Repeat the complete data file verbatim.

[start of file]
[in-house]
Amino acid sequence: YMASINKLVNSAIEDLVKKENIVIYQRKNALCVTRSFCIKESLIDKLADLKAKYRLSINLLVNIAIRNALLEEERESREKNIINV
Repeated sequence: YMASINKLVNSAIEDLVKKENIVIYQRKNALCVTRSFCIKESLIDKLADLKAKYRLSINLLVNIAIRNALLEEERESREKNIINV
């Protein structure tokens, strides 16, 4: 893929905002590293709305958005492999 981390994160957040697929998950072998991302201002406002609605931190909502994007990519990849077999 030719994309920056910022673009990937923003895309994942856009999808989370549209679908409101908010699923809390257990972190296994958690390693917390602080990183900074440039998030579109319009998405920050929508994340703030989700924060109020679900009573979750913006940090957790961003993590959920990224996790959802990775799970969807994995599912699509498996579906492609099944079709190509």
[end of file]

[in-house]
Amino acid sequence: YMASINKLVNSAIEDLVKKENIVIYQRKNALCVTRSFCIKESLIDKLADLKAKYRLSINLLVNIAIRNALLEEERESREKNIINV
Repeated sequence: YMASINKLVNSAIEDLVKKENIVIYQRKNALCVTRSFCIKESLIDKLADLKAKYRLSINLLVNIAIRNALLEEERESREKNIINV
């Protein structure tokens, strides 16, 4: 893929905002590293709305958005492999 981390994160957040697929998950072998991302201002406002609605931190909502994007990519990849077999 030719994309920056910022673009990937923003895309994942856009999808989370549209679908409101908010699923809390257990972190296994958690390693917390602080990183900074440039998030579109319009998405920050929508994340703030989700924060109020679900009573979750913006940090957790961003993590959920990224996790959802990775799970969807994995599912699509498996579906492609099944079709190509």